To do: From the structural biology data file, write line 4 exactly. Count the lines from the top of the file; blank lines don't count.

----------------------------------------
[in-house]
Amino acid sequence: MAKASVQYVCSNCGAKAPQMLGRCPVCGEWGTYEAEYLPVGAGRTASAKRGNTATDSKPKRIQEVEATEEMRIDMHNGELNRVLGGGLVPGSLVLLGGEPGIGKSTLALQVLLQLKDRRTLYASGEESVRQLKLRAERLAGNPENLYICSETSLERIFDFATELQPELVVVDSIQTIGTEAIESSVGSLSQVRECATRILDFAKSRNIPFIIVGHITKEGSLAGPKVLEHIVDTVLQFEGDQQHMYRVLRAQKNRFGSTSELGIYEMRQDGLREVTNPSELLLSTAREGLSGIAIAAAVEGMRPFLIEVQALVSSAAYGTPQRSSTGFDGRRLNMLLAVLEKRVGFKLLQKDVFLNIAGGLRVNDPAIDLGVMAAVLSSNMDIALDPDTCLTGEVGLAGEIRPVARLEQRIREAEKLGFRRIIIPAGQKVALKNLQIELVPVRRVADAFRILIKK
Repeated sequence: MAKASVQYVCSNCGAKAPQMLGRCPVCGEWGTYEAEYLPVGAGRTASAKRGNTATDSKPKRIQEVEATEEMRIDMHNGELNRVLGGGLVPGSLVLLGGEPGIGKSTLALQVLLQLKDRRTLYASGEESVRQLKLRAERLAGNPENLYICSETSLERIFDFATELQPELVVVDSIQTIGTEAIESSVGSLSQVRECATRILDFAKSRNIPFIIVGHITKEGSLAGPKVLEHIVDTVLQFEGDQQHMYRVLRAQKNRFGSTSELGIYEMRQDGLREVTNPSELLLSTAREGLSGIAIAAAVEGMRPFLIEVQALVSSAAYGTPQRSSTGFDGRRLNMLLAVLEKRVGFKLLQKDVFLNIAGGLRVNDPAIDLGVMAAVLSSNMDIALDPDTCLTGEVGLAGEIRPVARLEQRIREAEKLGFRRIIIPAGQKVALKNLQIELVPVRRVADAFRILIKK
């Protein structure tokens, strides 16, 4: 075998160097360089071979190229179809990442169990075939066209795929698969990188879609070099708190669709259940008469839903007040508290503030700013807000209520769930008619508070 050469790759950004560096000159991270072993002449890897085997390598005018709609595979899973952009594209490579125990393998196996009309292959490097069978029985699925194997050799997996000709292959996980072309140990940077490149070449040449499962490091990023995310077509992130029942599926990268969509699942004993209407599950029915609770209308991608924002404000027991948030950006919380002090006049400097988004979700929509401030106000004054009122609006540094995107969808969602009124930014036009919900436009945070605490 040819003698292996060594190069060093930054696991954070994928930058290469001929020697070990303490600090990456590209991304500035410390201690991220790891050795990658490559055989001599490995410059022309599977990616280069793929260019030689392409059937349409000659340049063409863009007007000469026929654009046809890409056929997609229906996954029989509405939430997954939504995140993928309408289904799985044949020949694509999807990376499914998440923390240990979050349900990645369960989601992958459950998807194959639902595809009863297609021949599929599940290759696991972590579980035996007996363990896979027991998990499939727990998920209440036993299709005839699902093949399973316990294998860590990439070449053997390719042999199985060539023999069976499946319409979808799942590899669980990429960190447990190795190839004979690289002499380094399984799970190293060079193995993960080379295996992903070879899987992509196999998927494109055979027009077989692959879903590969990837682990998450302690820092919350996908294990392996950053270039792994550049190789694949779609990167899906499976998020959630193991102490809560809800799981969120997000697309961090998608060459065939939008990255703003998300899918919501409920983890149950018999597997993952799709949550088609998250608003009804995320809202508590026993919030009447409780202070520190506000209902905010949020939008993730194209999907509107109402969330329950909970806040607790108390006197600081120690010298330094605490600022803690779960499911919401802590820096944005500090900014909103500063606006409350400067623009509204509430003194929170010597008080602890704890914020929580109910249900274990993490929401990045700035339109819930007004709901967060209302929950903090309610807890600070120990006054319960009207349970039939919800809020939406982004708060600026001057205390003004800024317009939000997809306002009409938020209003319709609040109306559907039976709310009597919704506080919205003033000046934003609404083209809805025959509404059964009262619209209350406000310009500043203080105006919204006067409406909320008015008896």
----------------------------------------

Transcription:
């Protein structure tokens, strides 16, 4: 075998160097360089071979190229179809990442169990075939066209795929698969990188879609070099708190669709259940008469839903007040508290503030700013807000209520769930008619508070 050469790759950004560096000159991270072993002449890897085997390598005018709609595979899973952009594209490579125990393998196996009309292959490097069978029985699925194997050799997996000709292959996980072309140990940077490149070449040449499962490091990023995310077509992130029942599926990268969509699942004993209407599950029915609770209308991608924002404000027991948030950006919380002090006049400097988004979700929509401030106000004054009122609006540094995107969808969602009124930014036009919900436009945070605490 040819003698292996060594190069060093930054696991954070994928930058290469001929020697070990303490600090990456590209991304500035410390201690991220790891050795990658490559055989001599490995410059022309599977990616280069793929260019030689392409059937349409000659340049063409863009007007000469026929654009046809890409056929997609229906996954029989509405939430997954939504995140993928309408289904799985044949020949694509999807990376499914998440923390240990979050349900990645369960989601992958459950998807194959639902595809009863297609021949599929599940290759696991972590579980035996007996363990896979027991998990499939727990998920209440036993299709005839699902093949399973316990294998860590990439070449053997390719042999199985060539023999069976499946319409979808799942590899669980990429960190447990190795190839004979690289002499380094399984799970190293060079193995993960080379295996992903070879899987992509196999998927494109055979027009077989692959879903590969990837682990998450302690820092919350996908294990392996950053270039792994550049190789694949779609990167899906499976998020959630193991102490809560809800799981969120997000697309961090998608060459065939939008990255703003998300899918919501409920983890149950018999597997993952799709949550088609998250608003009804995320809202508590026993919030009447409780202070520190506000209902905010949020939008993730194209999907509107109402969330329950909970806040607790108390006197600081120690010298330094605490600022803690779960499911919401802590820096944005500090900014909103500063606006409350400067623009509204509430003194929170010597008080602890704890914020929580109910249900274990993490929401990045700035339109819930007004709901967060209302929950903090309610807890600070120990006054319960009207349970039939919800809020939406982004708060600026001057205390003004800024317009939000997809306002009409938020209003319709609040109306559907039976709310009597919704506080919205003033000046934003609404083209809805025959509404059964009262619209209350406000310009500043203080105006919204006067409406909320008015008896």